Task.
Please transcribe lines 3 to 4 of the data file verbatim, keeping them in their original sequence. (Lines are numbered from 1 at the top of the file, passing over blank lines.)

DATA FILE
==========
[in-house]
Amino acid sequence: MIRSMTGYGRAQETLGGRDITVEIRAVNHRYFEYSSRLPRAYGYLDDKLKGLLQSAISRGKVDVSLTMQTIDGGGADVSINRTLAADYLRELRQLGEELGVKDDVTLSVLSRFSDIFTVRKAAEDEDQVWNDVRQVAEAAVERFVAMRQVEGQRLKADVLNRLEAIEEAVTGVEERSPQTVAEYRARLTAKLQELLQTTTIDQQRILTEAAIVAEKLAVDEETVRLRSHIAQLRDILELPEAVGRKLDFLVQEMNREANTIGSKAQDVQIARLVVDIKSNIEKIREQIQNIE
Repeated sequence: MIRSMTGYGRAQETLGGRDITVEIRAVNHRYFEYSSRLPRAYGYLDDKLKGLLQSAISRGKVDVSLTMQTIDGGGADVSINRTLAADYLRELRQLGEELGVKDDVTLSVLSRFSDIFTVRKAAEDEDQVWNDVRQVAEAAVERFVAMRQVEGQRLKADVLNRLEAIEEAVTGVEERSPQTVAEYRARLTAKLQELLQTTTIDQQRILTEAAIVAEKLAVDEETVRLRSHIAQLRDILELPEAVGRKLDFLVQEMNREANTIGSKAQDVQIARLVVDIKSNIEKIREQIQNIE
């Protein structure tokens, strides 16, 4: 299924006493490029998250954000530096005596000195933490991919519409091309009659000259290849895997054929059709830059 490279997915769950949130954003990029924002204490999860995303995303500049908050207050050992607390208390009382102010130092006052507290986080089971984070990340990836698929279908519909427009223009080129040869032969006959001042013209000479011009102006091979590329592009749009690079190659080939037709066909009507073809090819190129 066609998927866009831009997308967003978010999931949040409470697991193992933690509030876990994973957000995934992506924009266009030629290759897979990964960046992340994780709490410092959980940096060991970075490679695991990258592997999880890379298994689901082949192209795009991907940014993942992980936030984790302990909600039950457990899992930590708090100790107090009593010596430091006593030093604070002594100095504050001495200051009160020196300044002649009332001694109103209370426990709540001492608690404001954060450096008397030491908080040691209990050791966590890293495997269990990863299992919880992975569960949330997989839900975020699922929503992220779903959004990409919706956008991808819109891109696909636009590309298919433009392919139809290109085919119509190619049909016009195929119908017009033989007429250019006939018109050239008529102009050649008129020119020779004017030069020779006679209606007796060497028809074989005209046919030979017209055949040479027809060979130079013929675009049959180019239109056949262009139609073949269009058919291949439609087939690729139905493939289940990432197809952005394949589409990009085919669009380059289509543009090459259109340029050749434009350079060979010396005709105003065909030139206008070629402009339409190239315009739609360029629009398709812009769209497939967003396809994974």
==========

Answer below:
Repeated sequence: MIRSMTGYGRAQETLGGRDITVEIRAVNHRYFEYSSRLPRAYGYLDDKLKGLLQSAISRGKVDVSLTMQTIDGGGADVSINRTLAADYLRELRQLGEELGVKDDVTLSVLSRFSDIFTVRKAAEDEDQVWNDVRQVAEAAVERFVAMRQVEGQRLKADVLNRLEAIEEAVTGVEERSPQTVAEYRARLTAKLQELLQTTTIDQQRILTEAAIVAEKLAVDEETVRLRSHIAQLRDILELPEAVGRKLDFLVQEMNREANTIGSKAQDVQIARLVVDIKSNIEKIREQIQNIE
């Protein structure tokens, strides 16, 4: 299924006493490029998250954000530096005596000195933490991919519409091309009659000259290849895997054929059709830059 490279997915769950949130954003990029924002204490999860995303995303500049908050207050050992607390208390009382102010130092006052507290986080089971984070990340990836698929279908519909427009223009080129040869032969006959001042013209000479011009102006091979590329592009749009690079190659080939037709066909009507073809090819190129 066609998927866009831009997308967003978010999931949040409470697991193992933690509030876990994973957000995934992506924009266009030629290759897979990964960046992340994780709490410092959980940096060991970075490679695991990258592997999880890379298994689901082949192209795009991907940014993942992980936030984790302990909600039950457990899992930590708090100790107090009593010596430091006593030093604070002594100095504050001495200051009160020196300044002649009332001694109103209370426990709540001492608690404001954060450096008397030491908080040691209990050791966590890293495997269990990863299992919880992975569960949330997989839900975020699922929503992220779903959004990409919706956008991808819109891109696909636009590309298919433009392919139809290109085919119509190619049909016009195929119908017009033989007429250019006939018109050239008529102009050649008129020119020779004017030069020779006679209606007796060497028809074989005209046919030979017209055949040479027809060979130079013929675009049959180019239109056949262009139609073949269009058919291949439609087939690729139905493939289940990432197809952005394949589409990009085919669009380059289509543009090459259109340029050749434009350079060979010396005709105003065909030139206008070629402009339409190239315009739609360029629009398709812009769209497939967003396809994974």